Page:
During roughly that same time frame and despite two canceled contracts with Bombardier and Metronet, the London Underground has implemented CBTC on four of its ten lines, with work underway on four additional lines. The Paris Metro has installed CBTC on a number of its lines, one of which is now fully driverless. Both of those systems are older than the New York subway.
Barone concedes that implementing CBTC on the New York subway would be more complicated than on those two systems. Our lines overlap and share tracks, tunnels, and critical junctures more frequently than do London’s or Paris’s, meaning work on, say, the Eighth Avenue corridor would affect several lines at once. And the London and Paris systems shut down at night, which makes it easier and quicker to do the work.
In addition, CBTC itself is not a cure-all. The MTA would also need to redo tunnels, tracks, and stations to permit a greater flow of trains and people. If trains still need to slow down to make a curve, or the terminus at a certain line can only accommodate so many trains, or a station can’t deal with the more rapid passenger flow, the MTA won’t be getting as much out of CBTC.
But these aren’t deal breakers, and Barone doesn’t buy that as an excuse for the glacial pace of CBTC implementation. “The reality is, nothing’s too complicated that we couldn’t have done this already,” he says.
Instead, Barone says the CBTC issue gets at something more fundamental: the MTA itself. Although he says the MTA has “made progress” with projects like the Second Avenue and 7 line extensions, “it’s far, far behind when it comes to modernizing and upgrading its system.” The MTA has spent more than $100 billion since the 1980s attempting to get the system in what it calls a “state of good repair.” But, according to the MTA’s twenty-year capital needs assessment issued in 2013, notes MTA board member Veronica Vanterpool, about a quarter of all stations and signals fall short of that distinction.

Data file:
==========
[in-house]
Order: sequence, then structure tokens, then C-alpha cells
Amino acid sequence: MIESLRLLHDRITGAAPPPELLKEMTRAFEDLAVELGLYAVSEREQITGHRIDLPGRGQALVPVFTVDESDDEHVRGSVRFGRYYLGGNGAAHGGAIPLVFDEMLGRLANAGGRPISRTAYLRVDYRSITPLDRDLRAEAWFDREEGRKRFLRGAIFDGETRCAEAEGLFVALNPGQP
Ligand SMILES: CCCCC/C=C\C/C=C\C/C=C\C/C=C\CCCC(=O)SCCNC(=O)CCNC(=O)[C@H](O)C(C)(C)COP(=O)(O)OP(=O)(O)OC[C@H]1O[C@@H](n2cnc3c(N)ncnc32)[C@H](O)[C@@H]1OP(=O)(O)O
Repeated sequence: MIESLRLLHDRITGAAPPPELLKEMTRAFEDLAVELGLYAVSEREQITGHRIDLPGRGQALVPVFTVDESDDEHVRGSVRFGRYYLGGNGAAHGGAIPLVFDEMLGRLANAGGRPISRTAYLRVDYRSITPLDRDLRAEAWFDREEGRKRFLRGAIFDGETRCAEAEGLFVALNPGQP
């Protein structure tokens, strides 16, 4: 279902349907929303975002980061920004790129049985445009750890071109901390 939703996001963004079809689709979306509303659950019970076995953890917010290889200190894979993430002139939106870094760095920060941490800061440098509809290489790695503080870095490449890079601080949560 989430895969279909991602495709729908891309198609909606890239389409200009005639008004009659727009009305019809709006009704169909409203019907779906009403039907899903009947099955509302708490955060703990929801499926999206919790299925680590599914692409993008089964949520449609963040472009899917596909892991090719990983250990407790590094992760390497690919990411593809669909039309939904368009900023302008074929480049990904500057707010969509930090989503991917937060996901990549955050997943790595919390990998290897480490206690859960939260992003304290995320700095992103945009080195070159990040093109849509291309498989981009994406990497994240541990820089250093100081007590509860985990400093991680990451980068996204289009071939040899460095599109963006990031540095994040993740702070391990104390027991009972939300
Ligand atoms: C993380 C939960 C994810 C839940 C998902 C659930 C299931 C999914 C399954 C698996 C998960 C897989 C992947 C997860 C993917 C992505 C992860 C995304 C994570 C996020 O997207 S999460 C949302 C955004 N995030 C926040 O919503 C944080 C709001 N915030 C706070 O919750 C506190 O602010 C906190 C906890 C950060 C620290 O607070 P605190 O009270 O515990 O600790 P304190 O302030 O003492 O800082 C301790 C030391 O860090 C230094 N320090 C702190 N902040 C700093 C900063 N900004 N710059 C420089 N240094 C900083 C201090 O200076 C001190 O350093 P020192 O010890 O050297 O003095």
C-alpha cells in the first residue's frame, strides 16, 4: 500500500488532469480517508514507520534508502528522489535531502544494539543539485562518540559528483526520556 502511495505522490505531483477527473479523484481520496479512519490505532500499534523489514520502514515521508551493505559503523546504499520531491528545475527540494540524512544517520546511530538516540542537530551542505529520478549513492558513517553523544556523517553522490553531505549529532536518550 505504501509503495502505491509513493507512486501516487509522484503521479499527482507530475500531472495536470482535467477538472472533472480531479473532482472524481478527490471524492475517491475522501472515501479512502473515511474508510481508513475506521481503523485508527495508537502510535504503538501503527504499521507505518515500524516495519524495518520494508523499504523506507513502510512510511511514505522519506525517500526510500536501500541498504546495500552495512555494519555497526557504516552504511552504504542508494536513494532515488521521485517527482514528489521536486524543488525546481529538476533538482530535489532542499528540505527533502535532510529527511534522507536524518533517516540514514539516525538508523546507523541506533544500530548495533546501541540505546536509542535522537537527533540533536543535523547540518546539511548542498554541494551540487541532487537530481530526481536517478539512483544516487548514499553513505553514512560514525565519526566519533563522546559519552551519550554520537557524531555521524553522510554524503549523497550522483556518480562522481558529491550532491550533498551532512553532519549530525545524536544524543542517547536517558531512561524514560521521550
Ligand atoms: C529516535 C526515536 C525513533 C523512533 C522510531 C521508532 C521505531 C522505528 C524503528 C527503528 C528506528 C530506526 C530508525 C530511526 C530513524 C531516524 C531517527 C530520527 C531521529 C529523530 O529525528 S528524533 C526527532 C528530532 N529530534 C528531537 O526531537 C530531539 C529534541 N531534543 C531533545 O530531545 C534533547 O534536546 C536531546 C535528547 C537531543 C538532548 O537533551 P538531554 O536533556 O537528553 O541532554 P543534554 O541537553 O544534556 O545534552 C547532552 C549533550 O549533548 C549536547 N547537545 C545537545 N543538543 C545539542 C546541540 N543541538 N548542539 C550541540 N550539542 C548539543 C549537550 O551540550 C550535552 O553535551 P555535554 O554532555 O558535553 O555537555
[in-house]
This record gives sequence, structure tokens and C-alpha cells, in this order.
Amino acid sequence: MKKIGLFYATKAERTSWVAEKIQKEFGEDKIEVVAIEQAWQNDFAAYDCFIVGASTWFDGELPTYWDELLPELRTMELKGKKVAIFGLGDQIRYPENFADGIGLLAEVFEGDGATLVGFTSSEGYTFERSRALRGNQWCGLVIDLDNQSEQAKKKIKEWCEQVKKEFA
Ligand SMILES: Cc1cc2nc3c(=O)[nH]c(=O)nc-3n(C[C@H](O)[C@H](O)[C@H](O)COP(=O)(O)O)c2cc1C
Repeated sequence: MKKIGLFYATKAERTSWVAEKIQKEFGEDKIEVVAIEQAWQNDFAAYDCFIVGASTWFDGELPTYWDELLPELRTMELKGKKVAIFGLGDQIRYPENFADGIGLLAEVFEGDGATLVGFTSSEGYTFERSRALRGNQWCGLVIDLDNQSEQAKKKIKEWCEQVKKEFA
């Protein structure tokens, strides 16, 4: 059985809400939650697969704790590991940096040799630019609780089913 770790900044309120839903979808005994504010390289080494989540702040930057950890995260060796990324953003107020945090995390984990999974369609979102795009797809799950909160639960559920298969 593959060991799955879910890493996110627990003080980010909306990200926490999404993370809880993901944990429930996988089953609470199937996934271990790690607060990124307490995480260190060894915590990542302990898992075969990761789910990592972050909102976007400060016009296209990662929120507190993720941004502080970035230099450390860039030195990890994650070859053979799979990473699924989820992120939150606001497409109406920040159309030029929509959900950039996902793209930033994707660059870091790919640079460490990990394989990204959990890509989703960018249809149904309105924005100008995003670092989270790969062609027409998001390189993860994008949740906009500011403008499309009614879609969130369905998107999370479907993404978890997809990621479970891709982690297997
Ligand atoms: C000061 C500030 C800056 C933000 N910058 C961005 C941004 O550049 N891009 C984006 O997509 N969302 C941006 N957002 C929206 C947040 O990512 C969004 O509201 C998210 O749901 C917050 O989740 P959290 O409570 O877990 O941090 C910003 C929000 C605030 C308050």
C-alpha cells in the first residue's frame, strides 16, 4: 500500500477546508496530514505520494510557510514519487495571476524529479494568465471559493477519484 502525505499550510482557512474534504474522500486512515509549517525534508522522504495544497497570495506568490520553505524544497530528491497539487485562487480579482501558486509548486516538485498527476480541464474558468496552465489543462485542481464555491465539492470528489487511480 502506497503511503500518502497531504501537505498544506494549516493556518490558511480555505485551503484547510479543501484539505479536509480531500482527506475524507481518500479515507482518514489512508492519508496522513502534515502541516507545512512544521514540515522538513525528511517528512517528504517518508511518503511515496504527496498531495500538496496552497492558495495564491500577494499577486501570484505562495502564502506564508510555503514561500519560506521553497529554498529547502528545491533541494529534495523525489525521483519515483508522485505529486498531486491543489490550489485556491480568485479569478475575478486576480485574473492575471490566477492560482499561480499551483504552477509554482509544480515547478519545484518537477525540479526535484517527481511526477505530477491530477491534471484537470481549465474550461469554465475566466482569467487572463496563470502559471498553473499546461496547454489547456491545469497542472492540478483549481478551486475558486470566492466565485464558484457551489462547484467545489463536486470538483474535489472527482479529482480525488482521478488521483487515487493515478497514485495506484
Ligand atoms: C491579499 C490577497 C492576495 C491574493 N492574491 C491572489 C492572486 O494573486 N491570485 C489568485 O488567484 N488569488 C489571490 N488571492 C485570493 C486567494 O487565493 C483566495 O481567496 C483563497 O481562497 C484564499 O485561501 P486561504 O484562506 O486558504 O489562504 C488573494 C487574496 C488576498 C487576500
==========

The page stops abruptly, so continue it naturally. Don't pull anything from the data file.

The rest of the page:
Instead of going all in on CBTC, the MTA decided in the 1990s to choose a half-measure by installing two partially redundant systems that each do a portion of what CBTC does but combined fall far short of CBTC’s benefits. One, called the Auxiliary Wayside System (AWS), is a redundant signaling system that allows non-CBTC-equipped vehicles to run on a CBTC-equipped track. The MTA bills this as a necessary fail-safe, even though many systems around the world run solely on CBTC without issue thanks to CBTC’s built-in redundancies. What AWS does do is allow the MTA to take trains from other lines that aren’t equipped with CBTC and run them on the L line — which is necessary because the MTA didn’t order enough CBTC-equipped cars. However, not only does this defeat the purpose of installing CBTC in the first place, but, according to a Federal Transit Administration study, installing AWS increases the cost of CBTC implementation by 30 percent.
The other system, Automatic Train Supervision (ATS), is a passive monitoring system that, like CBTC, provides more precise train location to a centralized control room. But unlike CBTC, it cannot control the trains. The main benefits of ATS are twofold: rerouting trains in case of issues, and providing information to run countdown clocks — both of which could be covered by CBTC, at significantly lower maintenance and upkeep costs.
Installing two redundant but inferior systems to CBTC has left the MTA having to maintain not one outdated system, but three. “The idea of eliminating is very hard for them,” says Barone, recalling that an MTA official he worked on the RPA report with didn’t seem to care for CBTC or understand the benefits it could provide New Yorkers. But, Barone says, “the idea of adding is natural.”
With our subways’ 24-hour service, fully upgrading the system would either take half a century or be a massive inconvenience. Until now, the MTA chose the path of least resistance, as bureaucracies tend to do, and opted for the former. But now that the subway is a massive inconvenience anyway, the door is open to speed things up. Barone advocates for a widespread adoption of the FastTrack program — the MTA’s subway maintenance and repair program that doesn’t shut down lines completely, but significantly alters service during off-peak hours — to include CBTC upgrades. Even then, an expedited plan might take twenty years. Let’s just hope we’re not all underwater by then.